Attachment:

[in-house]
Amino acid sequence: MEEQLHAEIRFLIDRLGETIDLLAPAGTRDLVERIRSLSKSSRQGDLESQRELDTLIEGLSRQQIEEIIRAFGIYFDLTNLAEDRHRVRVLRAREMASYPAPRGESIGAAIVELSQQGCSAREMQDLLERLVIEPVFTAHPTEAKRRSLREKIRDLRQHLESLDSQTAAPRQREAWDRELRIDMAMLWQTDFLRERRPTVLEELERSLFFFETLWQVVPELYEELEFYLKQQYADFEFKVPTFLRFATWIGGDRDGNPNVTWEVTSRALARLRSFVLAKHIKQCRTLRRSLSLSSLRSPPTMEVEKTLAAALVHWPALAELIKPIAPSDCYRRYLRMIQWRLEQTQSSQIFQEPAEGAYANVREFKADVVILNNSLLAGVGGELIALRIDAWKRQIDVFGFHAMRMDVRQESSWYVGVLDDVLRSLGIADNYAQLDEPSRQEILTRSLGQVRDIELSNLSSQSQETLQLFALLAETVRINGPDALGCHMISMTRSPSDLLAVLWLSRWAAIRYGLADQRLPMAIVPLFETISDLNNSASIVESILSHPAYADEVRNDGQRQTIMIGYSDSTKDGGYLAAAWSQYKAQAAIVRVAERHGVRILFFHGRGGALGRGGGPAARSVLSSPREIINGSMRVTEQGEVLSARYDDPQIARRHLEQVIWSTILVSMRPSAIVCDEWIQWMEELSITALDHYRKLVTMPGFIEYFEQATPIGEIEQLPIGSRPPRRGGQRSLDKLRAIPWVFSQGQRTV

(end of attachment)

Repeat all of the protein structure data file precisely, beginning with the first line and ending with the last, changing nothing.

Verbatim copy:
[in-house]
Amino acid sequence: MEEQLHAEIRFLIDRLGETIDLLAPAGTRDLVERIRSLSKSSRQGDLESQRELDTLIEGLSRQQIEEIIRAFGIYFDLTNLAEDRHRVRVLRAREMASYPAPRGESIGAAIVELSQQGCSAREMQDLLERLVIEPVFTAHPTEAKRRSLREKIRDLRQHLESLDSQTAAPRQREAWDRELRIDMAMLWQTDFLRERRPTVLEELERSLFFFETLWQVVPELYEELEFYLKQQYADFEFKVPTFLRFATWIGGDRDGNPNVTWEVTSRALARLRSFVLAKHIKQCRTLRRSLSLSSLRSPPTMEVEKTLAAALVHWPALAELIKPIAPSDCYRRYLRMIQWRLEQTQSSQIFQEPAEGAYANVREFKADVVILNNSLLAGVGGELIALRIDAWKRQIDVFGFHAMRMDVRQESSWYVGVLDDVLRSLGIADNYAQLDEPSRQEILTRSLGQVRDIELSNLSSQSQETLQLFALLAETVRINGPDALGCHMISMTRSPSDLLAVLWLSRWAAIRYGLADQRLPMAIVPLFETISDLNNSASIVESILSHPAYADEVRNDGQRQTIMIGYSDSTKDGGYLAAAWSQYKAQAAIVRVAERHGVRILFFHGRGGALGRGGGPAARSVLSSPREIINGSMRVTEQGEVLSARYDDPQIARRHLEQVIWSTILVSMRPSAIVCDEWIQWMEELSITALDHYRKLVTMPGFIEYFEQATPIGEIEQLPIGSRPPRRGGQRSLDKLRAIPWVFSQGQRTV